What are Rack Pulls and How Effective Are They? Gain Back Mass

Lower back exercises are constantly neglected, so you end up with a weak back because you don’t do any. How do you fix it? Rack pulls are the answer.

What The Hell Are Rack Pulls?

You’ve probably seen guys do rack pulls at the gym but you may have thought they were doing barbells rows funny. I don’t find it’s a very popular exercise in of itself, but it’s definitely effective.

In short, rack pulls are a modified deadlift with a limited range of motion.

Rack pulls are performed in a rack (duh). The bar is set on the safety guides at about knee height, depending on how deep you want the range of motion.

Rack pulls are effective at really working your lower back since you’re not limited by leg strength like deadlifts. This way you can target your lower optimally, without relying on your quads or hamstrings.

How Are Rack Pulls Different Than Deadlifts?

When you deadlift, whatever grip it may be, the bar is set on the ground. In some instances, you can step on a platform or plate to increase the range of motion of the deadlift.

As you straighten up with a deadlift you metaphorically push your feet through the floor, using the strength of your legs and back to raise the weight.

Now for rack pulls, the barbell is resting on the safety guides of the rack. For most, the safety is set to around knee height. If it’s too low, you’re just doing a deadlift and if it’s too high, the range of motion will be too short.

Just like a deadlift, you want to hinge your hips as you complete the exercise. Since your legs will be left out of the equation, your lower back will be constantly worked during the exercise.

Since the range of motion is shortened, you can overload the weight on rack pulls. Having said that, if you have a sensitive or weak lower back, this will be the last thing you want to do. Warm-up with a lighter exercise such as hyperextensions, with or without additional weight, before you jump into rack pulls. This will reduce the chance of injury by literally warming up the muscle.

How Do I Do Rack Pulls?

As per John Meadows, this is how he recommends doing rack pulls:

Walk to the bar. Stand with your mid-foot under the bar. Your shins shouldn’t touch it yet. Put your heels hip-width apart, narrower than on Squats. Point your toes out 15°.

Grab the bar. Bend over without bending your legs. Grip the bar narrow, about shoulder-width apart like on the Overhead Press. Your arms must be vertical when looking from the front. Bend your knees.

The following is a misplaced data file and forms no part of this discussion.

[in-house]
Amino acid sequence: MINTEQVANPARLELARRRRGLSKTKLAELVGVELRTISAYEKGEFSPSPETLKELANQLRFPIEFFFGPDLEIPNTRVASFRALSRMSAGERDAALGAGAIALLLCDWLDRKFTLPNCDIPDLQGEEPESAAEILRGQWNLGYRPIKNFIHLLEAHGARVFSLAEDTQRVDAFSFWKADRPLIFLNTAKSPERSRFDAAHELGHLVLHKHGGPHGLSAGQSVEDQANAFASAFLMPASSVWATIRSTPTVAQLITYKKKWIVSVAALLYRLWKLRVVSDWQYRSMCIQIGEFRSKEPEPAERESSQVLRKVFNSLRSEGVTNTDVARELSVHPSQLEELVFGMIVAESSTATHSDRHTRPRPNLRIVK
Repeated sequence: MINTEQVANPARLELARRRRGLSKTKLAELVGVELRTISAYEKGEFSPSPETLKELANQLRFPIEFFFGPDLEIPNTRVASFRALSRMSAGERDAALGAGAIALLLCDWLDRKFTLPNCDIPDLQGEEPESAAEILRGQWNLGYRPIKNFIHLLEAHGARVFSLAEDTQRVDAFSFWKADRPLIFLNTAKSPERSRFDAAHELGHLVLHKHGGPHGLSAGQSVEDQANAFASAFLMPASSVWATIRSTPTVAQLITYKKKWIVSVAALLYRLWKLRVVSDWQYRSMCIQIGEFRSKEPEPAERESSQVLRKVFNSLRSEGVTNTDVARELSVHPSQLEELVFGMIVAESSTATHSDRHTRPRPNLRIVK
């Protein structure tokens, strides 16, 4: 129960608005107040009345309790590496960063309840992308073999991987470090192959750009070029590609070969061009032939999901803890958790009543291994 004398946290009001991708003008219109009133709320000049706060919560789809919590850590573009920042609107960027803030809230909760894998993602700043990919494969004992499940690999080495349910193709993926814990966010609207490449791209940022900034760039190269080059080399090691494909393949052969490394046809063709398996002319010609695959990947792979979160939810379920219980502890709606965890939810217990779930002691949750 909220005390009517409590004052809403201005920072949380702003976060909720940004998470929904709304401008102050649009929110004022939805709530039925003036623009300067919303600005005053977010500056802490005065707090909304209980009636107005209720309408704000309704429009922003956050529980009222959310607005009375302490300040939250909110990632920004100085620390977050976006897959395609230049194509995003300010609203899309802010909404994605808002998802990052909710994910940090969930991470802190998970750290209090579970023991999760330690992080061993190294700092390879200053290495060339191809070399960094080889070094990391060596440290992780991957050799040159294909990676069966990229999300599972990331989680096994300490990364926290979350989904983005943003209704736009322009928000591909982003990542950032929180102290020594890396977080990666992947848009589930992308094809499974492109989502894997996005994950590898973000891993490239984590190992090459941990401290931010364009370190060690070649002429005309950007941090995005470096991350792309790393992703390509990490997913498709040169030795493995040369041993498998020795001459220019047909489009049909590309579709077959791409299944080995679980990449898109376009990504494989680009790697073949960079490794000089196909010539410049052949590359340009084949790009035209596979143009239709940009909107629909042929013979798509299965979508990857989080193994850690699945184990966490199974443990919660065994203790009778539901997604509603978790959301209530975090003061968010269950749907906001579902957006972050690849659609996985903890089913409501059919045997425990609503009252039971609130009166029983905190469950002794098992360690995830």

Drop into position by bending your knees until your shins touch the bar. Do NOT let the bar move away from your mid-foot. If it moves, start from scratch with step one.

Lift your chest. Straighten your back by raising you chest. Do not change your position – keep the bar over your mid-foot, your shins against the bar, and your hips where they are.


Take a big breath, hold it and stand up with the weight. Keep the bar in contact with your legs while you pull.

Don’t shrug or lean back at the top. Lock your hips and knees.

Return the weight to the floor by unlocking your hips and knees first. Then lower the bar by moving your hips back while keeping your legs almost straight. Once the bar is past your knees, bend your legs more.

The bar will land over your mid-foot, ready for your next rep.

What Muscles Do Rack Pulls Work?

Just like a deadlift, rack pulls will work your glutes, hamstrings, quads and back. Due to a shortened range of motion, it will work your lower back extensively.  Rack pulls are an awesome finisher exercise to any back exercise work. 

Primarily if you’re working your back, hitting the lower back muscles can be difficult. It’s easy to hit your lats on a horizontal or vertical row, but not always easy to hit your lower back muscles, such as the long muscle in your back called the erector spinae.

Should I Use Lifting Straps For Rack Pulls?

Yes and no. If you don’t want your forearms to fail during the lift, then yes, by all means, use lifting straps. Even for exercises like Yates Row, you’ll smoke your forearms unless you use lifting straps.

If you want to focus on the mind muscle connection and less so on your forearms, I recommened these lifting straps.

Great value and they don’t burn your wrists either. I use those specific straps all the time in the gym, from rows to farmers walks.

On the other hand, because rack pulls and deadlifts work your entire body, it’s an awesome exercise to help grow your forearms too.

Can Rack Pulls Replace Deadlifts?

Can tricep pushdowns replace close-grip bench press? Can leg extensions replace squatting? That’s an obvious no to both questions.

“But they work the same muscle!!” you say. That’s factually true, but you never saw Arnold doing tricep pushdowns all day to grow his arms.

Rack pulls will never completely replace traditional deadlifts, but supplement them. Same as trap-bar deadlifts, it’s a variation of the same exercise. You can always modify an exercise by reducing or increasing the lever length (limbs), range of motion, time under tension, speed and intensity. Don’t completely stop deadlifting, but switch things up by adding in rack pulls to your existing program.